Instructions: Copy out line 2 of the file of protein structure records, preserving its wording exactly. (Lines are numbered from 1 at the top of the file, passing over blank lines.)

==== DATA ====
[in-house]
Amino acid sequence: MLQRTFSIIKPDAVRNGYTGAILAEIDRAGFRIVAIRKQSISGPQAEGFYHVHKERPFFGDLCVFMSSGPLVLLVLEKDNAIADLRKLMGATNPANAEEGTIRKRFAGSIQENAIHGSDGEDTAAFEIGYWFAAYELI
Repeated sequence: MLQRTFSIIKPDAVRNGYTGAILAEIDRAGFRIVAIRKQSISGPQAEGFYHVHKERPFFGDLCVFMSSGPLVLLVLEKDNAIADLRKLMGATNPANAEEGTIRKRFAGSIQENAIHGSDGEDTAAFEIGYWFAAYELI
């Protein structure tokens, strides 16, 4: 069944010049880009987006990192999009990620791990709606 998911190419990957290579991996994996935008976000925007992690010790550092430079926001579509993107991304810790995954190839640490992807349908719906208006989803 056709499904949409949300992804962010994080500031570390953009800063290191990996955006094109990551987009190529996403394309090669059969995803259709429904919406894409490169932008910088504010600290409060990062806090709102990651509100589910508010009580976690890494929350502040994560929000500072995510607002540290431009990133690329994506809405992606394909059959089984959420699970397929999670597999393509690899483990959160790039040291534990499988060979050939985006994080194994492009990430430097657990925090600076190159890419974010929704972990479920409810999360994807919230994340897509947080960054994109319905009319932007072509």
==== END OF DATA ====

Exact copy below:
Amino acid sequence: MLQRTFSIIKPDAVRNGYTGAILAEIDRAGFRIVAIRKQSISGPQAEGFYHVHKERPFFGDLCVFMSSGPLVLLVLEKDNAIADLRKLMGATNPANAEEGTIRKRFAGSIQENAIHGSDGEDTAAFEIGYWFAAYELI